I am grateful for your guidance, Mr. Speaker. I will not stray any further.
To sum up, we are all apt to say to dissatisfied fellow-citizens that if they do not like what their Government or their council do, their remedy is in the ballot box at regular intervals. It is our duty to reduce to the absolute minimum the number of people who are prevented from using the ballot box when the time comes. The cardinal fact is that the average citizen thinks that there is still a great deal wrong with the present situation.
In parenthesis, in my university constituency there is some feeling that if in future students are to be entitled, if they wish to vote in their university constituencies, it is all the more unfair that there is this difficulty about holiday voting for permanent residents.
It is up to the House and the Government to overcome the difficulties and to rind a solution. I urge the Government to make a fresh investigation of all these problems, and I hope that we shall have a sympathetic response from the Minister of State.
I am grateful to my hon. Friend the Member for Liverpool, Wavertree (Mr. Tilney) for raising this matter today. He was kind enough to let me have advance warning of the points which he intended to raise, as did the hon. Member for Manchester, Ardwick (Mr. Kaufman), and I am most grateful to them both. It has been a constructive and helpful debate, and I shall try to answer in the same vein.
As I am sure my hon. Friend appreciates, my right hon. Friend the Home Secretary is responsible for the general oversight of electoral law, but the responsibility for the compilation of the register, to which he particularly referred, and for the conduct of elections is laid by law upon individual electoral registration officers and acting returning officers, who are answerable for the performance of their duties not to the Home Secretary but to the courts. I pay tribute to the work of the electoral registration officers. Those of us who are returned to the House always say something about the work of those who have taken part in the election in an official capacity at the meeting after the count. We owe an enormous debt to them for the work which they do.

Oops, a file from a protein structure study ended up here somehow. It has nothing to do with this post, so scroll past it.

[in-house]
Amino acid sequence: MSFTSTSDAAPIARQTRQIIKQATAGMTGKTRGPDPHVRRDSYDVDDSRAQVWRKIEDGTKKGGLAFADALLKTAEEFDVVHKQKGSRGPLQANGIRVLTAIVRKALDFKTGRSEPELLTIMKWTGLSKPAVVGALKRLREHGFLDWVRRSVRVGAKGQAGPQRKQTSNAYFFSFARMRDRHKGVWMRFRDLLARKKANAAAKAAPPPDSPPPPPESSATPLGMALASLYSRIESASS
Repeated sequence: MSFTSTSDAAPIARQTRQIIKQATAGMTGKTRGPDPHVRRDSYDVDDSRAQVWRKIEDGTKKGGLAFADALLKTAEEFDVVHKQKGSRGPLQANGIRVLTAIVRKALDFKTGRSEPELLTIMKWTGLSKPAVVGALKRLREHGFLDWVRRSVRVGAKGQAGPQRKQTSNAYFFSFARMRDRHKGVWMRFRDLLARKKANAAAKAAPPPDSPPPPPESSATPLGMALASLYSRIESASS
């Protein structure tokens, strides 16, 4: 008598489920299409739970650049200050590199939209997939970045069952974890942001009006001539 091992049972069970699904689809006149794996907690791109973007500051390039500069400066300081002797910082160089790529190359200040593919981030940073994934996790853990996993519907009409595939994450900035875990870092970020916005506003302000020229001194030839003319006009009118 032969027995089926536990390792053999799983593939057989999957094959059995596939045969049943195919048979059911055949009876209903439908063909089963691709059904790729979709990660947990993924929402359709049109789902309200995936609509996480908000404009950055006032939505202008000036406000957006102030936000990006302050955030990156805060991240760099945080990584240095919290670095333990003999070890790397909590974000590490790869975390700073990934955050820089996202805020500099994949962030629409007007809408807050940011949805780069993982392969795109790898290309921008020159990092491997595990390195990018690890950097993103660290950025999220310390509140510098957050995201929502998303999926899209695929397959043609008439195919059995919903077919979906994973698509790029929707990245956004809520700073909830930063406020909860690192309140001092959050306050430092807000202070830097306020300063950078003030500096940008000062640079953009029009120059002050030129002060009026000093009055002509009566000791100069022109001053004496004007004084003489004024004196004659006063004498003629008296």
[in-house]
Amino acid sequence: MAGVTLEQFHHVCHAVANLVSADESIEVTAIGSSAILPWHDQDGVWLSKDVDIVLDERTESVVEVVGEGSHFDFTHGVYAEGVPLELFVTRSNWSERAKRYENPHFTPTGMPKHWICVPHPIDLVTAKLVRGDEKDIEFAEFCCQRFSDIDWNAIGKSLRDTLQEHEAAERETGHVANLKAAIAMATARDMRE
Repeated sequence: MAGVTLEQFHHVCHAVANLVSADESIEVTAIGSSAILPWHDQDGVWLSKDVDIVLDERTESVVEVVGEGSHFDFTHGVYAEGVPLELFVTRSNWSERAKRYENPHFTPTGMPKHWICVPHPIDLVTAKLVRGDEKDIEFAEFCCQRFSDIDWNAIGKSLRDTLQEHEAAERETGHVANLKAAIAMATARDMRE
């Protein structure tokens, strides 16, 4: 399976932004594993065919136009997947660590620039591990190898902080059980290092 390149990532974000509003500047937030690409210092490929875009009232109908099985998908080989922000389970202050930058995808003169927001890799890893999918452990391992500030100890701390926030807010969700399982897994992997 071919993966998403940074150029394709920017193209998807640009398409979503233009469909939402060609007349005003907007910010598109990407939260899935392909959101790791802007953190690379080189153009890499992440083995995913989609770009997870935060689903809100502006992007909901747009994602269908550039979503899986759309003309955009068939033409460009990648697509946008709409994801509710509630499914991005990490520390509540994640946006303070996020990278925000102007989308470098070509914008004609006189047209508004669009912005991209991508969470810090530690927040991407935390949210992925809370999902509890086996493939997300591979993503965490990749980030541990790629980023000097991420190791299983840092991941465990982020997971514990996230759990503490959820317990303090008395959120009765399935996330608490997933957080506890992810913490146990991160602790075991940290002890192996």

My hon. Friend raised a number of points about the register itself, as did the hon. Member for Ardwick. Both pointed out that certain mistakes occur in the register. We should keep a sense of proportion about this. There are in the United Kingdom over 39 million electors on the register, and that is what we should remember when considering individual cases of people who have been left off. The registration officer has a general duty to prepare the register in conformity with the law, and to take reasonable steps to obtain information he requires for the purpose. Parliament must be careful not to lay upon him an absolute duty to ensure the accuracy of the register, and indeed it would be impossible for him to comply with such a duty.
To obtain the information he requires, he needs the co-operation of householders, to whom he sends the canvass form, Form A, to which my hon. Friend has referred. The householder has the duty of providing accurate information, and he is told on Form A that the information for which it asks is required by law. The great majority of householders complete the form properly, but some people do not bother to return it, and some fail to fill it in properly. One often hears about a four-year-old child whose name appears on the register, but when this happens one knows that it is almost certainly the fault of the householder who has misread the form. The registration officer cannot be expected to visit every house and check on the details of the information which the householder provides. He has quite enough to do chasing up forms which have not been returned and following up cases where there is obvious doubt.
As I said, mistakes do happen, and it would be surprising, when there are about 250 registration officers in 630 constituencies who are trying to get nearly 40 million names on the register, if there were not occasional mistakes. Sometimes the mistakes relate to individuals, sometimes to a whole new block of flats and, occasionally, to part of a street. Sometimes electors who are new to a district are left off. Occasionally, as I think happened in the case referred to by my hon. Friend the Member for Wavertree, electors who have been on the register for many years are left off. Many of these individual mistakes are picked up at the claims and objections stage.
I want to emphasise the importance of this stage. Between 28th November and 16th December each year the electors' lists are published and are on display in public libraries, post offices and so on. List A is the old register, list B is those who seem entitled to be added to it and list C is those who seem no longer entitled to be on it. A great deal of publicity is directed to the fact that these lists are on display and that people should check them to make sure that their name is on the right list. Last year, there was wide publicity in the national and local Press and on radio and television. The hon. Member for Ardwick mentioned publicity being directed to certain groups, such as the immigrant community and the younger voter. I shall certainly consider carefully the helpful suggestions that the hon. Member has made in both directions.